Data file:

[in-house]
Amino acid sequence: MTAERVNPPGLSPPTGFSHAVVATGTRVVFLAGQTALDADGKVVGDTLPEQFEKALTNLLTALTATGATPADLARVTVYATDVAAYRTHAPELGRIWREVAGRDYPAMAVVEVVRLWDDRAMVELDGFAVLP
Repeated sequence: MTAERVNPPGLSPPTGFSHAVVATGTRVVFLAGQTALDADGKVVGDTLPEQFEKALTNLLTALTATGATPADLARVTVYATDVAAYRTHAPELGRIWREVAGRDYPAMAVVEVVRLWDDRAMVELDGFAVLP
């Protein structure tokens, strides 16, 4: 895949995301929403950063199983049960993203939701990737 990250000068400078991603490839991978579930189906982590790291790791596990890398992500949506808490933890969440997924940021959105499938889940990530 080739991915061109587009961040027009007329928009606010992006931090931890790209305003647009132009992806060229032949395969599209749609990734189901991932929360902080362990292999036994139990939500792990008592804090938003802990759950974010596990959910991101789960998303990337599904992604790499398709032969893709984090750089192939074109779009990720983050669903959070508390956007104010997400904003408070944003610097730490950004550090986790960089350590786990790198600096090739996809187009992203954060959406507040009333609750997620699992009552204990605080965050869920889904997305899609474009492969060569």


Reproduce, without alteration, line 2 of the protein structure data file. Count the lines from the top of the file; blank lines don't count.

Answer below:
Amino acid sequence: MTAERVNPPGLSPPTGFSHAVVATGTRVVFLAGQTALDADGKVVGDTLPEQFEKALTNLLTALTATGATPADLARVTVYATDVAAYRTHAPELGRIWREVAGRDYPAMAVVEVVRLWDDRAMVELDGFAVLP